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A Review of Chitin and Chitosan Applications

A Review of Chitin and Chitosan Applications

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Reactive & Functional Polymers 46 (2000) 1–27www.elsevier.com/locate/react
Review
q
A review of chitin and chitosan applications
*Majeti N.V. Ravi Kumar
 Department of Chemistry
,
University of Roorkee
,
Roorkee
247 667,
India
Received 24 January 2000; received in revised form 20 June 2000; accepted 25 June 2000
Abstract
Chitin is the most abundant natural amino polysaccharide and is estimated to be produced annually almost as much ascellulose. It has become of great interest not only as an underutilized resource, but also as a new functional material of highpotential in various fields, and recent progress in chitin chemistry is quite noteworthy. The purpose of this review is to take acloser look at chitin and chitosan applications. Based on current research and existing products, some new and futuristicapproaches in this fascinating area are thoroughly discussed.
©
2000 Elsevier Science B.V. All rights reserved.
Keywords
Beads; Biotechnology; Chitin; Chitosan; Controlled drug delivery; Fibers; Nanoparticles; Hydrogels; Tablets; Transdermaldevices
1. Introduction
position C-2 replaced by an acetamido group.Like cellulose, it functions naturally as a struc-Chitin, a naturally abundant mucopolysac-tural polysaccharide. Chitin is a white, hard,charide, and the supporting material of crusta-inelastic, nitrogenous polysaccharide and theceans, insects, etc., is well known to consist of major source of surface pollution in coastal2-acetamido-2-deoxy-
b
-
D
-glucose through a
b
areas. Chitosan is the
-deacetylated derivative(1
4) linkage. Chitin can be degraded byof chitin, although this
-deacetylation is al-chitinase. Its immunogenicity is exceptionallymost never complete. A sharp nomenclaturelow, in spite of the presence of nitrogen. It is awith respect to the degree of 
-deacetylationhighly insoluble material resembling cellulosehas not been dened between chitin andin its solubility and low chemical reactivity. Itchitosan [1,2]. The structures of cellulose, chitinmay be regarded as cellulose with hydroxyl atand chitosan are shown in Fig. 1. Chitin andchitosan are of commercial interest due to theirhigh percentage of nitrogen (6.89%) compared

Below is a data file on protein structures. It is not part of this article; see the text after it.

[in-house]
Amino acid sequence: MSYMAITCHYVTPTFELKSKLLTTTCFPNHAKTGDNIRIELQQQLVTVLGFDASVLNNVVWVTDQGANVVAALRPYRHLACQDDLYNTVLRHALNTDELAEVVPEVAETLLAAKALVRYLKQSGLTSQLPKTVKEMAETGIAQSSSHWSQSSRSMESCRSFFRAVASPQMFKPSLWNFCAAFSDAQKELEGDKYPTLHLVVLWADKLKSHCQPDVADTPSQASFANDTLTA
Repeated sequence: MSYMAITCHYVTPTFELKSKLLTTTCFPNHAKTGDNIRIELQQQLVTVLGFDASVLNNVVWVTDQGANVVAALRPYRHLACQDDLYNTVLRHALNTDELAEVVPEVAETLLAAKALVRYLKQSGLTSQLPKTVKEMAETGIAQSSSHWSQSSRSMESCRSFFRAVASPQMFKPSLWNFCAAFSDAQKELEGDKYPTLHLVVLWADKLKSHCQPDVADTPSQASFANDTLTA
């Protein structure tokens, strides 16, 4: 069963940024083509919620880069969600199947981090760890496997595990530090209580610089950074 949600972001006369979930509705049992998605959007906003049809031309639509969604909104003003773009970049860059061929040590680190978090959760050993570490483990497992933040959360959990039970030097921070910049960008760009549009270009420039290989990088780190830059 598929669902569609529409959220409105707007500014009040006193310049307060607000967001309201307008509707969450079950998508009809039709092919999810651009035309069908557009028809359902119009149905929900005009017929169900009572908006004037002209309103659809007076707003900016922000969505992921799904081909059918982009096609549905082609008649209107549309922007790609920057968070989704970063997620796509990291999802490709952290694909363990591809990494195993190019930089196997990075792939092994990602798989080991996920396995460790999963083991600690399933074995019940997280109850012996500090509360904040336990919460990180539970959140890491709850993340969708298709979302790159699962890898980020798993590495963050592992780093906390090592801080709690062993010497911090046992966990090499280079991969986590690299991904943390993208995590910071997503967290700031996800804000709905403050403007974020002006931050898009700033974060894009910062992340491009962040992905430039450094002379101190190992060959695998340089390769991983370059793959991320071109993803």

q
This paper is dedicated to Professor M.N.V. Prasad, Ph.D.,
to synthetically substituted cellulose (1.25%).
FNIE (New Delhi), DSc. (hc Colombo), School of Life Sciences,
This makes chitin a useful chelating agent [1].
University of Hyderabad, Hyderabad, India, who inspired me withhis scientific approach, honesty and human warmth.
As most of the present-day polymers are syn-
*Post Bag No. 29, Roorkee 247 667, India. Fax:
1
91-1332-
thetic materials, their biocompatibility and
73560.
biodegradability are much more limited than
 E 
-
mail address
mnvrkumar@mailcity.com (M.N.V. RaviKumar).
those of natural polymers such as cellulose,
1381-5148/00/$ – see front matter
©
2000 Elsevier Science B.V. All rights reserved.PII: S1381-5148(00)00038-9
 
2
.
 N 
.
.
Ravi Kumar 
Reactive
Functional Polymers
46 (2000) 1
27 
radability, non-toxicity, adsorption properties,etc.Recently, much attention has been paid tochitosan as a potential polysaccharide resource[5]. Although several efforts have been reportedto prepare functional derivatives of chitosan bychemical modifications [6–8], very few attainedsolubility in general organic solvents [9,10] andsome binary solvent systems [11–13]. Chemi-cally modified chitin and chitosan structuresresulting in improved solubility in general or-ganic solvents have been reported by manyworkers [14–23]. The present review is anattempt to discuss the current applications andfuture prospects of chitin and chitosan.
2. Processing of chitin and chitosan
Chitin is easily obtained from crab or shrimpshells and fungal
mycelia
. In the rst case,chitin production is associated with food indus-
Fig. 1. Structures of cellulose, chitin and chitosan.
tries such as shrimp canning. In the second case,the production of chitosan–glucan complexes ischitin, chitosan and their derivatives. However, associated with fermentation processes, similarthese naturally abundant materials also exhibit a to those for the production of citric acid fromlimitation in their reactivity and processability
Aspergillus nige
,
Mucor rouxii